Date of Award


Document Type


Degree Name

Philosophy (Ph.D)


Education Specialties

First Advisor

Kyle Cook

Second Advisor

Evan Ortlieb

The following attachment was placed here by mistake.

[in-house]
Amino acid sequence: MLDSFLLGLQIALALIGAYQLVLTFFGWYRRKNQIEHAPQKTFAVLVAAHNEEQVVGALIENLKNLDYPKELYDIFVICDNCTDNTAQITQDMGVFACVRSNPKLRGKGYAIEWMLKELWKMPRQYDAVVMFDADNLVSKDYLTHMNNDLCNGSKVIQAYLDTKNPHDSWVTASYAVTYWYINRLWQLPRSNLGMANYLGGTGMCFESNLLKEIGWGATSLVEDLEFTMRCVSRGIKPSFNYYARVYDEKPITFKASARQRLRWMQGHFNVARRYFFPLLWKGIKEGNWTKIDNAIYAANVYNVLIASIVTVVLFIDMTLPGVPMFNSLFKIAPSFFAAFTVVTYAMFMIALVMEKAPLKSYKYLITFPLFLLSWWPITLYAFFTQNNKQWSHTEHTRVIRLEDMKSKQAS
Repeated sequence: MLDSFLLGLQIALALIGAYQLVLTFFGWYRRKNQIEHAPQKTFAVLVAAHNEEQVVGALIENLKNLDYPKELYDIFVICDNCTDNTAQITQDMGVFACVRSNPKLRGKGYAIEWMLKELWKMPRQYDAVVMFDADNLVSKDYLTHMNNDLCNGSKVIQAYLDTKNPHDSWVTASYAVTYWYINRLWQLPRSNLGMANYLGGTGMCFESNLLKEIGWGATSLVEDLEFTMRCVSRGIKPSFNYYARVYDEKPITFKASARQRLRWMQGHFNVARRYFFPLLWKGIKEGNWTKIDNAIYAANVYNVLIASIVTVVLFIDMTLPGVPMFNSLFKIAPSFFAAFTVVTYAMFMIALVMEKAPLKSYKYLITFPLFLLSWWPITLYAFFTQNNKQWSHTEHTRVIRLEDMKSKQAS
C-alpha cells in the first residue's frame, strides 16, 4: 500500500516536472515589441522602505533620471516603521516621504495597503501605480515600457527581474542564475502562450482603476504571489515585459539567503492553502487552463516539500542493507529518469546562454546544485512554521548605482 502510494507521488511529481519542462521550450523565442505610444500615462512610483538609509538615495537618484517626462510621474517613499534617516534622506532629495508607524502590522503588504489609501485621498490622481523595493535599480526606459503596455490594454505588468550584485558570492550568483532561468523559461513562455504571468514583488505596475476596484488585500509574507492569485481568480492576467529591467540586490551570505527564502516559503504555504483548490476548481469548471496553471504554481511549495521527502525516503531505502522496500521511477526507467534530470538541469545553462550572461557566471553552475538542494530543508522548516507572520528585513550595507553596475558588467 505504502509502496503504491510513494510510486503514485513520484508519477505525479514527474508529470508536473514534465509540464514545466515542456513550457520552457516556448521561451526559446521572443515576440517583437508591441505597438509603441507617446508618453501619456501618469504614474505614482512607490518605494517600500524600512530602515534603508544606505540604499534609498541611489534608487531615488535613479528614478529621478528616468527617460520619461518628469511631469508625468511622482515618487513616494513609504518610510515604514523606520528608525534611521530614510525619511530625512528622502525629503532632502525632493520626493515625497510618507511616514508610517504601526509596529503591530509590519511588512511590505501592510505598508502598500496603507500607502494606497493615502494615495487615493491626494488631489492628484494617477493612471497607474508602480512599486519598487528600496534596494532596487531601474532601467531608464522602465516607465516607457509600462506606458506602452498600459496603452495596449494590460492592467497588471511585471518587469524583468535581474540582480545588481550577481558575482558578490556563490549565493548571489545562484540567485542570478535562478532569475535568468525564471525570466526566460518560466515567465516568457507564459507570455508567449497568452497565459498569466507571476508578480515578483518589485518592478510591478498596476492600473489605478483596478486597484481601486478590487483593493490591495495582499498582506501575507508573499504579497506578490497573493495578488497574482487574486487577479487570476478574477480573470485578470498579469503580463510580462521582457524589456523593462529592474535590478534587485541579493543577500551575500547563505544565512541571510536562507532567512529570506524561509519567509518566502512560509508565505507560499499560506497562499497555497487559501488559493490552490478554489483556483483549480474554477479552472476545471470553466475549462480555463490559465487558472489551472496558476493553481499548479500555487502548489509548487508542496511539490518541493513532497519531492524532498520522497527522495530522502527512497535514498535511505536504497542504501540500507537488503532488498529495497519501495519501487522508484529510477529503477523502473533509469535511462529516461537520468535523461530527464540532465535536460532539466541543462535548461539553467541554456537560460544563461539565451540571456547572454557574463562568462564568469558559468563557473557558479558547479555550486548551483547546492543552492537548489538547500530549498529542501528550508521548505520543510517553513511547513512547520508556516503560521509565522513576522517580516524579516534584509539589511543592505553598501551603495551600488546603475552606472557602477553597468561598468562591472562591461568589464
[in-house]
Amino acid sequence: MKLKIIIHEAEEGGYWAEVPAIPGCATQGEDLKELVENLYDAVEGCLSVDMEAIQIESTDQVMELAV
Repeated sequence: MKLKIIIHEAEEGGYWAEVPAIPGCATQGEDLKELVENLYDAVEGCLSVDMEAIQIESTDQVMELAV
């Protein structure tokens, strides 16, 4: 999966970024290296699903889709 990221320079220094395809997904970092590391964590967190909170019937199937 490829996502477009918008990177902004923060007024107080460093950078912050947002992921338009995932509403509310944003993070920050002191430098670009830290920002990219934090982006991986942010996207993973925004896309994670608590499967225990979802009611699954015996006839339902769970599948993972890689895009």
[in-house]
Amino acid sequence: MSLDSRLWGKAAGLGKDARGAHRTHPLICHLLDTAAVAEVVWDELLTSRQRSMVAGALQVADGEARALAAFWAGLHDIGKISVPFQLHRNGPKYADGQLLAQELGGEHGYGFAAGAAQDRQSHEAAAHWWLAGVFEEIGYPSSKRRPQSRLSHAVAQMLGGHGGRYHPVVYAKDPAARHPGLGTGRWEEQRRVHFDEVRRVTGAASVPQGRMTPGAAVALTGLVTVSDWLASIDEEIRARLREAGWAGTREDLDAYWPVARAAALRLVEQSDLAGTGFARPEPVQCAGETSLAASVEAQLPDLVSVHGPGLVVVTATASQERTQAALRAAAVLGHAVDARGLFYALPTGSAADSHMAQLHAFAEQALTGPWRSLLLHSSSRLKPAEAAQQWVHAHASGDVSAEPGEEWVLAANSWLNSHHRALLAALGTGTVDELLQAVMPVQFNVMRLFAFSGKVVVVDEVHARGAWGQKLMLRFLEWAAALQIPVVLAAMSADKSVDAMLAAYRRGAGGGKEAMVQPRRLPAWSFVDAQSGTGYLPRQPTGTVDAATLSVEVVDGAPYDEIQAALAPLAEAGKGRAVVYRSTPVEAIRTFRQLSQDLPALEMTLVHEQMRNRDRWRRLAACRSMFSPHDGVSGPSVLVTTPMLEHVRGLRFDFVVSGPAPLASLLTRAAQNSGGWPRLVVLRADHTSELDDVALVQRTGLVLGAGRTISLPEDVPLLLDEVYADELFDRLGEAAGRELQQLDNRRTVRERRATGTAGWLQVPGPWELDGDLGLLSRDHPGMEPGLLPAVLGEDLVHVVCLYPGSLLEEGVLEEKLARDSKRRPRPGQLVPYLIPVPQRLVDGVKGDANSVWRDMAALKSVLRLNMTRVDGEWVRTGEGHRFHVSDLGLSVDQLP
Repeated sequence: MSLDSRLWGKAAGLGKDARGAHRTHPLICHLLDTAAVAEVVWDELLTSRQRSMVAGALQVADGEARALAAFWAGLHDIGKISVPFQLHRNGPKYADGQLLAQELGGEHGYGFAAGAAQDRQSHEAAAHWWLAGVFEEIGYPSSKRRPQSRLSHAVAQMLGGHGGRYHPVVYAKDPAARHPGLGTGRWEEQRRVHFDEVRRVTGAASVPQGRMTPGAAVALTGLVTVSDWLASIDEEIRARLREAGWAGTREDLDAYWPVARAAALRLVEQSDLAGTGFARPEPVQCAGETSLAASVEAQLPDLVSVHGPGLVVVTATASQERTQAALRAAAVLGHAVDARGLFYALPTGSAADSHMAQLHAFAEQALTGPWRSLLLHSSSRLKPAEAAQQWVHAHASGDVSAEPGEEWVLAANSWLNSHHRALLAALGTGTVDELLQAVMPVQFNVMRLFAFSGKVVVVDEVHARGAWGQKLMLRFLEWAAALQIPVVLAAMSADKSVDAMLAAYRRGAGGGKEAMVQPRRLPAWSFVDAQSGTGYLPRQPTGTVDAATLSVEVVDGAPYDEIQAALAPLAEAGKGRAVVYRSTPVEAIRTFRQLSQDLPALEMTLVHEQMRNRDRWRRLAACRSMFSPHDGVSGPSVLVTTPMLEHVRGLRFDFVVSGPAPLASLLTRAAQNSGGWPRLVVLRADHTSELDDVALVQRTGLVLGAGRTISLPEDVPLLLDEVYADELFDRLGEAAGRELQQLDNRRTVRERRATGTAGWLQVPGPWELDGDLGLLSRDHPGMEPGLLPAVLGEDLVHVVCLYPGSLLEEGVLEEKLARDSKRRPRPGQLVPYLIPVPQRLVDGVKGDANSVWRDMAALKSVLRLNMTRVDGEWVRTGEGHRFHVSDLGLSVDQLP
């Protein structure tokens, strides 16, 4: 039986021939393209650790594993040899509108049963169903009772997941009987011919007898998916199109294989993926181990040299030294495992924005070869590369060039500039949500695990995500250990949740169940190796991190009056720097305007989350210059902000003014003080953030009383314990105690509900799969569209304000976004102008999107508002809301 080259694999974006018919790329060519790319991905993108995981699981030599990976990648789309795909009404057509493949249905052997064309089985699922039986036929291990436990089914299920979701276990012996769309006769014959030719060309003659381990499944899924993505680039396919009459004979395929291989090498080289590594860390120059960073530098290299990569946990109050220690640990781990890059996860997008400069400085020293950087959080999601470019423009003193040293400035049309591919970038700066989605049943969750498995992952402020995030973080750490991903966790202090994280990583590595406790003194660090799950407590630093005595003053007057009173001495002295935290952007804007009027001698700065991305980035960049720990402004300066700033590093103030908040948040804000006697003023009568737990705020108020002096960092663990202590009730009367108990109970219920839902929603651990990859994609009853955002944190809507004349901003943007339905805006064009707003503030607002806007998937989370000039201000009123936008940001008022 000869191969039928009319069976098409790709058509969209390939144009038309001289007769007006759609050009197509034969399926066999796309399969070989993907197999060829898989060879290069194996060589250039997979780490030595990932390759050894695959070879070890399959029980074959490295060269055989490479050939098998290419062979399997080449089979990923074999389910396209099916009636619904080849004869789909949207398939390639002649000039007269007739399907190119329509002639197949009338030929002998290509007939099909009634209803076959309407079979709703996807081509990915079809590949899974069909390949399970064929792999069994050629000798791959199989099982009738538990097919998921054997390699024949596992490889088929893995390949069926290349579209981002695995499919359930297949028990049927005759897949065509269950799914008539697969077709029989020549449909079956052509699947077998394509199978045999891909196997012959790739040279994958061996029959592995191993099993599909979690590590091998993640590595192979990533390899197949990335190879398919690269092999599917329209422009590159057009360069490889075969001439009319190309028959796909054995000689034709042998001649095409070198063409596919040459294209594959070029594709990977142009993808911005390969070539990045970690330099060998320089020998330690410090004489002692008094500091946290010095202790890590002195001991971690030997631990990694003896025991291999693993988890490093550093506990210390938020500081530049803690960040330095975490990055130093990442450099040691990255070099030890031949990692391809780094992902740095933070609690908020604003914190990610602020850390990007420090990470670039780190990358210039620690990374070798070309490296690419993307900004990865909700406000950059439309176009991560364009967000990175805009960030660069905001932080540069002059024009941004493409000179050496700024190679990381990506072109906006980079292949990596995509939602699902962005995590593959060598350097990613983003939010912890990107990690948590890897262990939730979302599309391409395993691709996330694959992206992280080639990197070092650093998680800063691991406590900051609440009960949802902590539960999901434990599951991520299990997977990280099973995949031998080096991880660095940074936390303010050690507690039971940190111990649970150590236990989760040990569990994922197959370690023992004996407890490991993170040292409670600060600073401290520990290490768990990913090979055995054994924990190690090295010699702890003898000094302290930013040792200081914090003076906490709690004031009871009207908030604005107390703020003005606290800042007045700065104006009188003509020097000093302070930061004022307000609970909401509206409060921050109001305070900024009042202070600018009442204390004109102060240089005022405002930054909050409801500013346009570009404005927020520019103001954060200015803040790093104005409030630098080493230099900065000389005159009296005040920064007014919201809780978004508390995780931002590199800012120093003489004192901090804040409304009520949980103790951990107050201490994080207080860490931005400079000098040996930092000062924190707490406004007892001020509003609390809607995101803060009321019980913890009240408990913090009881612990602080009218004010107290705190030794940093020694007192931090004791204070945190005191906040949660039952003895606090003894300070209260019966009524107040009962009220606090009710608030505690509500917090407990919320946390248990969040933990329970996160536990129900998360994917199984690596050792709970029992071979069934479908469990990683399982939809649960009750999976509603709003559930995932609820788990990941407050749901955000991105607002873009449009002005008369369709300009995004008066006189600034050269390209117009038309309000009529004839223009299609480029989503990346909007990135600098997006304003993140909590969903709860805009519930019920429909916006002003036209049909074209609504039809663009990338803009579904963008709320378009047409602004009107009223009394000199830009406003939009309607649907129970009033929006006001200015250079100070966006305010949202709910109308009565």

School district leaders can have a vast influence on school improvement and student achievement. The purpose of this phenomenological study was to explore the experiences of school district leaders with budget allocation and decision-making responsibility for literacy and the factors that determined their budget allocation decisions. This study also addressed school district leaders perceived benefits of funding allocated to literacy development. Data was collected through in-depth, semi-structured one-on-one interviews. A thematic analysis, interpretive phenomenological approach was used to analyze the data. Themes and patterns that emerged from the data were: 1)literacy sets the foundation for the budget although doesn’t represent a high percentage of the budget allocation; 2) leadership comfort level varies in school finance and budgeting; 3) who benefits from increased funding and expected student outcomes; and 4) achievement starts and ends with personnel. The findings of this study help us better understand the factors that go into making budget allocation decisions and leaders’ perceptions of the benefits of funding on literacy achievement. If this phenomenon is better understood, there may be potential to review existing policy and practice so that school district leaders are afforded the training to make effective decisions on budget allocation and oversight on education finances for literacy improvement.